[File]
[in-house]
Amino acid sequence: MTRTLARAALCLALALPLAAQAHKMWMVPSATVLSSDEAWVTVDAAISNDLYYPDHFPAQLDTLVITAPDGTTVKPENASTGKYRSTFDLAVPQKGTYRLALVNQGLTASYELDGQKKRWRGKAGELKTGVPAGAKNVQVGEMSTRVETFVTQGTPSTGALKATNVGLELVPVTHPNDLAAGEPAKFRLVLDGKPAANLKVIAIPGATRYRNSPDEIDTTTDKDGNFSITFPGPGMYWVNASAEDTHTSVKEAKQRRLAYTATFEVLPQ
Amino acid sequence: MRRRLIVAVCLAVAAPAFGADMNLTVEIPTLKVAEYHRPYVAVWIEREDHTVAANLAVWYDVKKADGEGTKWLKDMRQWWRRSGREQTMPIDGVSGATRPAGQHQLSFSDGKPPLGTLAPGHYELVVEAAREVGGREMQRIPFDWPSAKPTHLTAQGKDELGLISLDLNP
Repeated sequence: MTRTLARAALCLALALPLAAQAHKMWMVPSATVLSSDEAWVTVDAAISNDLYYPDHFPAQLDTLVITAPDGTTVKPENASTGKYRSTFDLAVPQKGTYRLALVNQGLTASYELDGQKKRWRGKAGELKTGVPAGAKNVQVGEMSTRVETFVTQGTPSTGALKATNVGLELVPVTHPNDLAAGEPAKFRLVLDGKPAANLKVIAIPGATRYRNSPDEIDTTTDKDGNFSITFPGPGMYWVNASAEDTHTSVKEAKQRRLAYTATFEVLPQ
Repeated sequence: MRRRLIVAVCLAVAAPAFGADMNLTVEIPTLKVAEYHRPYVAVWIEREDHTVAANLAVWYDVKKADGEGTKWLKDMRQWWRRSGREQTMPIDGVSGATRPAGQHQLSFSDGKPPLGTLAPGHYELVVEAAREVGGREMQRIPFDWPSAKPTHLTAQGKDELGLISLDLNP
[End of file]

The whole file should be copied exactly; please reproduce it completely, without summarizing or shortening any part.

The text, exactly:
[in-house]
Amino acid sequence: MTRTLARAALCLALALPLAAQAHKMWMVPSATVLSSDEAWVTVDAAISNDLYYPDHFPAQLDTLVITAPDGTTVKPENASTGKYRSTFDLAVPQKGTYRLALVNQGLTASYELDGQKKRWRGKAGELKTGVPAGAKNVQVGEMSTRVETFVTQGTPSTGALKATNVGLELVPVTHPNDLAAGEPAKFRLVLDGKPAANLKVIAIPGATRYRNSPDEIDTTTDKDGNFSITFPGPGMYWVNASAEDTHTSVKEAKQRRLAYTATFEVLPQ
Amino acid sequence: MRRRLIVAVCLAVAAPAFGADMNLTVEIPTLKVAEYHRPYVAVWIEREDHTVAANLAVWYDVKKADGEGTKWLKDMRQWWRRSGREQTMPIDGVSGATRPAGQHQLSFSDGKPPLGTLAPGHYELVVEAAREVGGREMQRIPFDWPSAKPTHLTAQGKDELGLISLDLNP
Repeated sequence: MTRTLARAALCLALALPLAAQAHKMWMVPSATVLSSDEAWVTVDAAISNDLYYPDHFPAQLDTLVITAPDGTTVKPENASTGKYRSTFDLAVPQKGTYRLALVNQGLTASYELDGQKKRWRGKAGELKTGVPAGAKNVQVGEMSTRVETFVTQGTPSTGALKATNVGLELVPVTHPNDLAAGEPAKFRLVLDGKPAANLKVIAIPGATRYRNSPDEIDTTTDKDGNFSITFPGPGMYWVNASAEDTHTSVKEAKQRRLAYTATFEVLPQ
Repeated sequence: MRRRLIVAVCLAVAAPAFGADMNLTVEIPTLKVAEYHRPYVAVWIEREDHTVAANLAVWYDVKKADGEGTKWLKDMRQWWRRSGREQTMPIDGVSGATRPAGQHQLSFSDGKPPLGTLAPGHYELVVEAAREVGGREMQRIPFDWPSAKPTHLTAQGKDELGLISLDLNP